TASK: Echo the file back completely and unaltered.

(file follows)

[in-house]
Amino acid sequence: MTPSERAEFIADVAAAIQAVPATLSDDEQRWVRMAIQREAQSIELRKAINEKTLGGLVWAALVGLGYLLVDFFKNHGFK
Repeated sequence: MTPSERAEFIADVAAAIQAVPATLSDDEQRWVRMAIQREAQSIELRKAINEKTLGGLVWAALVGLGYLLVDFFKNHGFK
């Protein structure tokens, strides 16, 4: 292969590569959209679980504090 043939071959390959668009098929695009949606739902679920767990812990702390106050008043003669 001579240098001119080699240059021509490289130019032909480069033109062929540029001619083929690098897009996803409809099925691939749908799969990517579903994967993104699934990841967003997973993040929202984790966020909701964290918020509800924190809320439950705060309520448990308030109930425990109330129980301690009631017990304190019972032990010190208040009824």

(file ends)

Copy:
[in-house]
Amino acid sequence: MTPSERAEFIADVAAAIQAVPATLSDDEQRWVRMAIQREAQSIELRKAINEKTLGGLVWAALVGLGYLLVDFFKNHGFK
Repeated sequence: MTPSERAEFIADVAAAIQAVPATLSDDEQRWVRMAIQREAQSIELRKAINEKTLGGLVWAALVGLGYLLVDFFKNHGFK
């Protein structure tokens, strides 16, 4: 292969590569959209679980504090 043939071959390959668009098929695009949606739902679920767990812990702390106050008043003669 001579240098001119080699240059021509490289130019032909480069033109062929540029001619083929690098897009996803409809099925691939749908799969990517579903994967993104699934990841967003997973993040929202984790966020909701964290918020509800924190809320439950705060309520448990308030109930425990109330129980301690009631017990304190019972032990010190208040009824």